Plan the day so your child knows what to expect. Set routines can make a difference to how a child with ADHD copes with everyday life.

For example, if your child has to get ready for school, break it down into structured steps, so they know exactly what they need to do.

Set clear boundaries

Make sure everyone knows what behaviour is expected, and reinforce positive behaviour with immediate praise or rewards. Be clear, using enforceable consequences if boundaries are overstepped (such as taking away a privilege) and follow these through consistently.

Be positive

Give specific praise. Instead of saying a general, “Thanks for doing that,” you could say, “You washed the dishes really well. Thank you.” This will make it clear to your child that you’re pleased, and why.

Giving instructions

If you’re asking your child to do something, give brief instructions and be specific. Instead of asking, “Can you tidy your bedroom?” say, “Please put your toys into the box, and put the books back onto the shelf.” This makes it clearer what your child needs to do and creates opportunities for praise when they get it right.

Incentive scheme

Set up your own incentive scheme using a points chart or star chart, so good behaviour can earn a privilege. For example, behaving well on a shopping trip will earn your child time on the computer or some sort of game. Involve your child in it and allow them to help decide what the privileges will be.

These charts need regular changes or they become boring. Targets should be:

immediate (for example, daily)
intermediate (for example, weekly)
long-term (for example, three-monthly)
Try to focus on just one or two behaviours at a time.

Intervene early

Watch for warning signs. If your child looks like they’re becoming frustrated, overstimulated and about to lose self-control, intervene. Distract your child if possible, by taking them away from the situation, which may calm them down.

Social situations

Keep social situations short and sweet. Invite friends to play, but keep playtimes short, so your child doesn’t lose self-control. Don’t aim to do this when your child is feeling tired or hungry, such as after a day at school.




Exercise

Make sure your child gets lots of physical activity during the day. Walking, skipping and playing sport can help your child wear themselves out and improve their quality of sleep. Make sure they’re not doing anything too strenuous or exciting near to bedtime.

Eating

Keep an eye on what your child eats. If your child is hyperactive after eating certain foods, which may contain additives or caffeine, keep a diary of these and discuss them with your GP.

Bedtime

Stick to a routine. Make sure your child goes to bed at the same time each night and gets up at the same time in the morning. Avoid overstimulating activities in the hours before bedtime, such as computer games or watching TV.

Night time

Sleep problems and ADHD can be a vicious circle. ADHD can lead to sleep problems, which in turn can make symptoms worse. Many children with ADHD will repeatedly get up after being put to bed and have interrupted sleep patterns. Trying a sleep-friendly routine can help your child and make bedtime less of a battleground.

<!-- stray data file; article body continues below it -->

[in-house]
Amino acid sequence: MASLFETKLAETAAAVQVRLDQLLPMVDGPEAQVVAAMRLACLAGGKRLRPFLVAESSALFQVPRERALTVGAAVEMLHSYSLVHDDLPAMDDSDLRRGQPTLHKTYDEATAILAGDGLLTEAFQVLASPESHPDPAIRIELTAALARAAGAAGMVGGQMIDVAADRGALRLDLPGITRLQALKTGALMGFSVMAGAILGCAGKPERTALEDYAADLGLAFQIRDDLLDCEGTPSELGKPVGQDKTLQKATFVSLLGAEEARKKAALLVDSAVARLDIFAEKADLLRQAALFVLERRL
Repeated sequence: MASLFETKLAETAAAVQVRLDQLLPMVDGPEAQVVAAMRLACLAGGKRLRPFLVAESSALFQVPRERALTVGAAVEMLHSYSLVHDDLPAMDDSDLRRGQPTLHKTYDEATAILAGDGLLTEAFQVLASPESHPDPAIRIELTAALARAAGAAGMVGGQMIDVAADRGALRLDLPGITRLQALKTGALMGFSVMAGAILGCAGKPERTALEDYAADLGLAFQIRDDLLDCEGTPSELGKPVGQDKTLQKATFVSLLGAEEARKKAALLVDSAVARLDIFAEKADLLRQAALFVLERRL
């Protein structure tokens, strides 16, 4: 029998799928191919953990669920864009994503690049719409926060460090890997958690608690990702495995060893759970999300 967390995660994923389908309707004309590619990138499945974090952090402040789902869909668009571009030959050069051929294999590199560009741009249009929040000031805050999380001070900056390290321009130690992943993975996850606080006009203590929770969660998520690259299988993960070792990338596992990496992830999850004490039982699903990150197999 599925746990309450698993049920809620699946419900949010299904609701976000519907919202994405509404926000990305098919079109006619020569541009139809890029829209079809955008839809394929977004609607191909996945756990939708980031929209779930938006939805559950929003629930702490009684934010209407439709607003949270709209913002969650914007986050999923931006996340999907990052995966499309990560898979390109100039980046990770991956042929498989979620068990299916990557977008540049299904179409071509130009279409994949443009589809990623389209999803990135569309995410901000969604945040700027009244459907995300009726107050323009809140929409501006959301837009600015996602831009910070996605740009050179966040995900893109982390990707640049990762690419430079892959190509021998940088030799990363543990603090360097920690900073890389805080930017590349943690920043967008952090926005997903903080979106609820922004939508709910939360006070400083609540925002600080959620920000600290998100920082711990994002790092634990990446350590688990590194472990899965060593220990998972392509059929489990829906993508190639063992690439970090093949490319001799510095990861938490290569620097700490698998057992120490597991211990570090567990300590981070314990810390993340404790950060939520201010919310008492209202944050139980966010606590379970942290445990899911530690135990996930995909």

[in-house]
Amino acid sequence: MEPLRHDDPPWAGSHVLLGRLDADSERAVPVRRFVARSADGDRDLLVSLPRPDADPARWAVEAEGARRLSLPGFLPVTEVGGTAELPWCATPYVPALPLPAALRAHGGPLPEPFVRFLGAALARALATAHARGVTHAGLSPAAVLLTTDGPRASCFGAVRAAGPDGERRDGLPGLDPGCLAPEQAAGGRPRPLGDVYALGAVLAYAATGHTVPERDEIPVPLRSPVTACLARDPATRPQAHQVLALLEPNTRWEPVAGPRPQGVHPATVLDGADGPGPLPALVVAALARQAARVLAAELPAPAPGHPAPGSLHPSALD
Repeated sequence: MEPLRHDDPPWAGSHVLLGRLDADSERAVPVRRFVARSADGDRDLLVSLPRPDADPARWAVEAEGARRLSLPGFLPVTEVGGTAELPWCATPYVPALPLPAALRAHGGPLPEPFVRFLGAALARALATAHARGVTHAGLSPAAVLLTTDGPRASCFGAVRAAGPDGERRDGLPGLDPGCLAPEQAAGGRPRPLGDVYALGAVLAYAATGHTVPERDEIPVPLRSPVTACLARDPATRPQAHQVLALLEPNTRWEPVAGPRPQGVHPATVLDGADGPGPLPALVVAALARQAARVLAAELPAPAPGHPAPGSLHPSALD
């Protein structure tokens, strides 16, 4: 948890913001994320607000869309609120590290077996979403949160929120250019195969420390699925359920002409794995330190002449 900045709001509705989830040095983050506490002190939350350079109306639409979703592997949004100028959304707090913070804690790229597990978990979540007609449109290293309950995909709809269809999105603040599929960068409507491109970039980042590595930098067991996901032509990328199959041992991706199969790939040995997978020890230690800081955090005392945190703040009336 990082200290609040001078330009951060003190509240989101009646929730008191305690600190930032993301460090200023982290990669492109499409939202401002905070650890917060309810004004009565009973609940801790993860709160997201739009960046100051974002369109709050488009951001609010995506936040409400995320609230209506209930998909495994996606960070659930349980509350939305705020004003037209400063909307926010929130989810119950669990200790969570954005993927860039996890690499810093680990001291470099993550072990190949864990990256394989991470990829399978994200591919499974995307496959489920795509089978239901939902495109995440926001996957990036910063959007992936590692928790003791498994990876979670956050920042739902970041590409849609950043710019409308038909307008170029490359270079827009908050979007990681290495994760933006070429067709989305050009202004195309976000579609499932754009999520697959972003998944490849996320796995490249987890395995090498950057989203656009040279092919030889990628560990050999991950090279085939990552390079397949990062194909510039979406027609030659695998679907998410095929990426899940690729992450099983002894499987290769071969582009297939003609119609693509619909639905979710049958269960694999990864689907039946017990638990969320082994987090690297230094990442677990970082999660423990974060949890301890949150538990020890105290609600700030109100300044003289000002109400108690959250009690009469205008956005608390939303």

Help at school

Children with ADHD often have problems with their behaviour at school, and the condition can have a negative impact on a child’s academic progress.

Speak to your child’s teachers or their school’s special educational needs co-ordinator (SENCO) about any extra support your child may need.

Adults with ADHD

If you’re an adult living with ADHD, you may find the following advice useful:

Make lists, keep diaries, stick up reminders and set aside some time to plan what you need to do if you find it hard to stay organised.
Let off steam by exercising regularly.
Find ways to help you relax, such as listening to music or learning relaxation techniques.
If you have a job, speak to your employer about your condition, and discuss anything they can do to help you work better.
Talk to your doctor about your suitability to drive, as you’ll need to tell the Driver and Vehicle Licensing Agency (DVLA) if your ADHD affects your driving.

Contact or join a local or national support group – these organisations can put you in touch with other people in a similar situation, and they can be a good source of support, information and advice.
For more advice, you can read about living with ADHD on the AADD-UK website. AADD-UK is a charity specifically for adults with ADHD.

AADD-UK also has a list of adult support groups across the UK.

Attention deficit hyperactivity disorder – Signs and Symptoms of ADHD

The sign and symptoms of ADHD
The sign and symptoms of ADHD

The symptoms of attention deficit hyperactivity disorder (ADHD) can be categorised into two types of behavioural problems.

These categories are:

hyperactivity and impulsiveness
inattentiveness

Most people with ADHD have problems that fall into both these categories, but this isn’t always the case.

For example, some people with the condition may have problems with inattentiveness, but not with hyperactivity or impulsiveness. This form of ADHD is also known as attention deficit disorder (ADD). ADD can sometimes go unnoticed because the symptoms may be less obvious.